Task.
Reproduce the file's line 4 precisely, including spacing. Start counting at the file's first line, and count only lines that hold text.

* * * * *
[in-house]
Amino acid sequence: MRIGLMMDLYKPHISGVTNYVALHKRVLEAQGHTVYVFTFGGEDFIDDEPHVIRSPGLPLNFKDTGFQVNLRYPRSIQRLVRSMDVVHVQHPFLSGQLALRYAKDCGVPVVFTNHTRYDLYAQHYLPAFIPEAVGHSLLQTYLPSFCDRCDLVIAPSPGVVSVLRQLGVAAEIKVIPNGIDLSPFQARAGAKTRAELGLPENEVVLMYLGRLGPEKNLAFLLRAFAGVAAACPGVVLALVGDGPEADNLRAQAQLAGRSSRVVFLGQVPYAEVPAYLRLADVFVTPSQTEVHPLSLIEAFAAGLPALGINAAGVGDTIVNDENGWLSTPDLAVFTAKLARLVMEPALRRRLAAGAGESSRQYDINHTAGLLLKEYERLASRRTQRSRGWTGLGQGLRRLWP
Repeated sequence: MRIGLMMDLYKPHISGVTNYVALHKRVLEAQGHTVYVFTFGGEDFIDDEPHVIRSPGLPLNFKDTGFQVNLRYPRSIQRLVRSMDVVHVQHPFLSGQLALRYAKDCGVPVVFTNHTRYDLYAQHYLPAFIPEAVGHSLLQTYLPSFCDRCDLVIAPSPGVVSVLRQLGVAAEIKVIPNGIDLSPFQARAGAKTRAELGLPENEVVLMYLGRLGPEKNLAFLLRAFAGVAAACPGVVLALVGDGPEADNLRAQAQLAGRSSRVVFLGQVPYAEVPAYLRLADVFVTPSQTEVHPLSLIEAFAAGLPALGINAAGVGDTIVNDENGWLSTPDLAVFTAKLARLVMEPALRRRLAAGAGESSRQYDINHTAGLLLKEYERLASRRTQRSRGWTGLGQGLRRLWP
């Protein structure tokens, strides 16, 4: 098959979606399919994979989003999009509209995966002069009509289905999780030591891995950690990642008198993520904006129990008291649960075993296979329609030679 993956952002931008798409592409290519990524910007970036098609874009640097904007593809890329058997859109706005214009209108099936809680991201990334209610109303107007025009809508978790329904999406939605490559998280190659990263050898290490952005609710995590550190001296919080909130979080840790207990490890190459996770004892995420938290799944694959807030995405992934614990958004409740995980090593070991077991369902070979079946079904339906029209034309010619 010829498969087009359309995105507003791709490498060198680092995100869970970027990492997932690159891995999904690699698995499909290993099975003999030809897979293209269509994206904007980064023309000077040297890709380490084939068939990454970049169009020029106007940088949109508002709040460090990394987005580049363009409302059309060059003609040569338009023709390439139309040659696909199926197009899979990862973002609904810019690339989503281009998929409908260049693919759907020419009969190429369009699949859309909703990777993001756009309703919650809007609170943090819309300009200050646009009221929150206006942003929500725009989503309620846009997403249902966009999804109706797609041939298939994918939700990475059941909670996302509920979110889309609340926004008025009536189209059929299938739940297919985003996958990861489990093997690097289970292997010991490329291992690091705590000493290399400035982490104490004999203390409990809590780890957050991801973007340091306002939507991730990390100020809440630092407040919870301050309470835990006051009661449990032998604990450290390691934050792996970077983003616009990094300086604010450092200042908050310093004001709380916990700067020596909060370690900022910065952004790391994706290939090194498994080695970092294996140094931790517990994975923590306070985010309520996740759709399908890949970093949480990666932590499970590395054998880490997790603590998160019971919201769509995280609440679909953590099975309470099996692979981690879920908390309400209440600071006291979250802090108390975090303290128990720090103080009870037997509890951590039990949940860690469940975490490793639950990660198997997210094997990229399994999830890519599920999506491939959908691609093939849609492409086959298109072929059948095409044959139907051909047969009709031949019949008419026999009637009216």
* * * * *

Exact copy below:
């Protein structure tokens, strides 16, 4: 098959979606399919994979989003999009509209995966002069009509289905999780030591891995950690990642008198993520904006129990008291649960075993296979329609030679 993956952002931008798409592409290519990524910007970036098609874009640097904007593809890329058997859109706005214009209108099936809680991201990334209610109303107007025009809508978790329904999406939605490559998280190659990263050898290490952005609710995590550190001296919080909130979080840790207990490890190459996770004892995420938290799944694959807030995405992934614990958004409740995980090593070991077991369902070979079946079904339906029209034309010619 010829498969087009359309995105507003791709490498060198680092995100869970970027990492997932690159891995999904690699698995499909290993099975003999030809897979293209269509994206904007980064023309000077040297890709380490084939068939990454970049169009020029106007940088949109508002709040460090990394987005580049363009409302059309060059003609040569338009023709390439139309040659696909199926197009899979990862973002609904810019690339989503281009998929409908260049693919759907020419009969190429369009699949859309909703990777993001756009309703919650809007609170943090819309300009200050646009009221929150206006942003929500725009989503309620846009997403249902966009999804109706797609041939298939994918939700990475059941909670996302509920979110889309609340926004008025009536189209059929299938739940297919985003996958990861489990093997690097289970292997010991490329291992690091705590000493290399400035982490104490004999203390409990809590780890957050991801973007340091306002939507991730990390100020809440630092407040919870301050309470835990006051009661449990032998604990450290390691934050792996970077983003616009990094300086604010450092200042908050310093004001709380916990700067020596909060370690900022910065952004790391994706290939090194498994080695970092294996140094931790517990994975923590306070985010309520996740759709399908890949970093949480990666932590499970590395054998880490997790603590998160019971919201769509995280609440679909953590099975309470099996692979981690879920908390309400209440600071006291979250802090108390975090303290128990720090103080009870037997509890951590039990949940860690469940975490490793639950990660198997997210094997990229399994999830890519599920999506491939959908691609093939849609492409086959298109072929059948095409044959139907051909047969009709031949019949008419026999009637009216």